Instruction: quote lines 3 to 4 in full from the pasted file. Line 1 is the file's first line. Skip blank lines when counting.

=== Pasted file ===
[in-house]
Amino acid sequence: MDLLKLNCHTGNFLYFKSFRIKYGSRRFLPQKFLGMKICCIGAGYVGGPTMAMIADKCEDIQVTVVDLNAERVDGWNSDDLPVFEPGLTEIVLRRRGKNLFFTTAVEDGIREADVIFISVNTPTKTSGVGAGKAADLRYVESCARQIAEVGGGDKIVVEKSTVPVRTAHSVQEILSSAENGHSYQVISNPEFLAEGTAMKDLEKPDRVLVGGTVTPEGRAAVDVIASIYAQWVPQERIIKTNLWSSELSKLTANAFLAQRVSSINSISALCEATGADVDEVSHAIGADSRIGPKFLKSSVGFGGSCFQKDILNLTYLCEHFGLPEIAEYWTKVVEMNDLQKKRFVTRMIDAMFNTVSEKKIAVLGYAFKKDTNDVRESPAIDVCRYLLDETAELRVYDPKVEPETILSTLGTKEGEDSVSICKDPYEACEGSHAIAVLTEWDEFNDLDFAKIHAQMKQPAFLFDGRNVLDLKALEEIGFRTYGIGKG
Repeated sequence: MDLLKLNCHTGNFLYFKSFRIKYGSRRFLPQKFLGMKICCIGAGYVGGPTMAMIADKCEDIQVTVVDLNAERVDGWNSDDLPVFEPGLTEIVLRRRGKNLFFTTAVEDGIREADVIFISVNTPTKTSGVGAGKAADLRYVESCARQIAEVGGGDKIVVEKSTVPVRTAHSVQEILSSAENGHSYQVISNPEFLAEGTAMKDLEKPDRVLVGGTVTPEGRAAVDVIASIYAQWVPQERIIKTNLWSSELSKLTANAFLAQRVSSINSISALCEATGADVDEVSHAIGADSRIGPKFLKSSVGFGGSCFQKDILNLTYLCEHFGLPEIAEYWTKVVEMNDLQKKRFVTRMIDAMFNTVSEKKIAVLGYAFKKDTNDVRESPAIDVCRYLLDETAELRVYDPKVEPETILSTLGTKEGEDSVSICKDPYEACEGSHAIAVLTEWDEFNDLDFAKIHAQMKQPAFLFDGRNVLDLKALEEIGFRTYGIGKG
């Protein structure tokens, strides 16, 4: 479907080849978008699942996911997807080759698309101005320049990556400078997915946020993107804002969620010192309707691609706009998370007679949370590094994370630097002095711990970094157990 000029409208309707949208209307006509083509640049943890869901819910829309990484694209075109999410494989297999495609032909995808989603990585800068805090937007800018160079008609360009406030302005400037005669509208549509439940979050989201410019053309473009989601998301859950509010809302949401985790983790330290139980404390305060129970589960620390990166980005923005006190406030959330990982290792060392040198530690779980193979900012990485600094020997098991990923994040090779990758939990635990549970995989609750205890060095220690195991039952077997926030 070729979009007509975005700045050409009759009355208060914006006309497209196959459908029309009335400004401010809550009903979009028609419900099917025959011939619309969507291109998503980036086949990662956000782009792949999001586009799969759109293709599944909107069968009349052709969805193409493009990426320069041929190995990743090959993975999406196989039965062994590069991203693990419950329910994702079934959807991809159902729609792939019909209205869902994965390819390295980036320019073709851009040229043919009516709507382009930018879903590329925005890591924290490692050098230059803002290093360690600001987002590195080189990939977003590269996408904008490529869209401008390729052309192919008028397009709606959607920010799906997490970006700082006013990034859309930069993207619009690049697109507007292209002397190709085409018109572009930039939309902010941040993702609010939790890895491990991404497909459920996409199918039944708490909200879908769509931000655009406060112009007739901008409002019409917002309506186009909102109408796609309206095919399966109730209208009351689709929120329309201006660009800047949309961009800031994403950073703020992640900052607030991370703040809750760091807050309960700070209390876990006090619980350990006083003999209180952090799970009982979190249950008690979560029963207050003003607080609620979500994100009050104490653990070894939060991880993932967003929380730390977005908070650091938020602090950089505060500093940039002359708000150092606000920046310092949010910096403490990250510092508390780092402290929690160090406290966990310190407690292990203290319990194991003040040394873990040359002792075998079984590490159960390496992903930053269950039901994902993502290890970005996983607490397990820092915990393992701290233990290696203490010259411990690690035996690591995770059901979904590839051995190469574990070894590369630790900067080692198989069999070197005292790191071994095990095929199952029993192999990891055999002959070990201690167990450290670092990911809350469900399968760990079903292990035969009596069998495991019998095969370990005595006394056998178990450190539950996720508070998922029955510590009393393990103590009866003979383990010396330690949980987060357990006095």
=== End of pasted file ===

Repeated sequence: MDLLKLNCHTGNFLYFKSFRIKYGSRRFLPQKFLGMKICCIGAGYVGGPTMAMIADKCEDIQVTVVDLNAERVDGWNSDDLPVFEPGLTEIVLRRRGKNLFFTTAVEDGIREADVIFISVNTPTKTSGVGAGKAADLRYVESCARQIAEVGGGDKIVVEKSTVPVRTAHSVQEILSSAENGHSYQVISNPEFLAEGTAMKDLEKPDRVLVGGTVTPEGRAAVDVIASIYAQWVPQERIIKTNLWSSELSKLTANAFLAQRVSSINSISALCEATGADVDEVSHAIGADSRIGPKFLKSSVGFGGSCFQKDILNLTYLCEHFGLPEIAEYWTKVVEMNDLQKKRFVTRMIDAMFNTVSEKKIAVLGYAFKKDTNDVRESPAIDVCRYLLDETAELRVYDPKVEPETILSTLGTKEGEDSVSICKDPYEACEGSHAIAVLTEWDEFNDLDFAKIHAQMKQPAFLFDGRNVLDLKALEEIGFRTYGIGKG
């Protein structure tokens, strides 16, 4: 479907080849978008699942996911997807080759698309101005320049990556400078997915946020993107804002969620010192309707691609706009998370007679949370590094994370630097002095711990970094157990 000029409208309707949208209307006509083509640049943890869901819910829309990484694209075109999410494989297999495609032909995808989603990585800068805090937007800018160079008609360009406030302005400037005669509208549509439940979050989201410019053309473009989601998301859950509010809302949401985790983790330290139980404390305060129970589960620390990166980005923005006190406030959330990982290792060392040198530690779980193979900012990485600094020997098991990923994040090779990758939990635990549970995989609750205890060095220690195991039952077997926030 070729979009007509975005700045050409009759009355208060914006006309497209196959459908029309009335400004401010809550009903979009028609419900099917025959011939619309969507291109998503980036086949990662956000782009792949999001586009799969759109293709599944909107069968009349052709969805193409493009990426320069041929190995990743090959993975999406196989039965062994590069991203693990419950329910994702079934959807991809159902729609792939019909209205869902994965390819390295980036320019073709851009040229043919009516709507382009930018879903590329925005890591924290490692050098230059803002290093360690600001987002590195080189990939977003590269996408904008490529869209401008390729052309192919008028397009709606959607920010799906997490970006700082006013990034859309930069993207619009690049697109507007292209002397190709085409018109572009930039939309902010941040993702609010939790890895491990991404497909459920996409199918039944708490909200879908769509931000655009406060112009007739901008409002019409917002309506186009909102109408796609309206095919399966109730209208009351689709929120329309201006660009800047949309961009800031994403950073703020992640900052607030991370703040809750760091807050309960700070209390876990006090619980350990006083003999209180952090799970009982979190249950008690979560029963207050003003607080609620979500994100009050104490653990070894939060991880993932967003929380730390977005908070650091938020602090950089505060500093940039002359708000150092606000920046310092949010910096403490990250510092508390780092402290929690160090406290966990310190407690292990203290319990194991003040040394873990040359002792075998079984590490159960390496992903930053269950039901994902993502290890970005996983607490397990820092915990393992701290233990290696203490010259411990690690035996690591995770059901979904590839051995190469574990070894590369630790900067080692198989069999070197005292790191071994095990095929199952029993192999990891055999002959070990201690167990450290670092990911809350469900399968760990079903292990035969009596069998495991019998095969370990005595006394056998178990450190539950996720508070998922029955510590009393393990103590009866003979383990010396330690949980987060357990006095």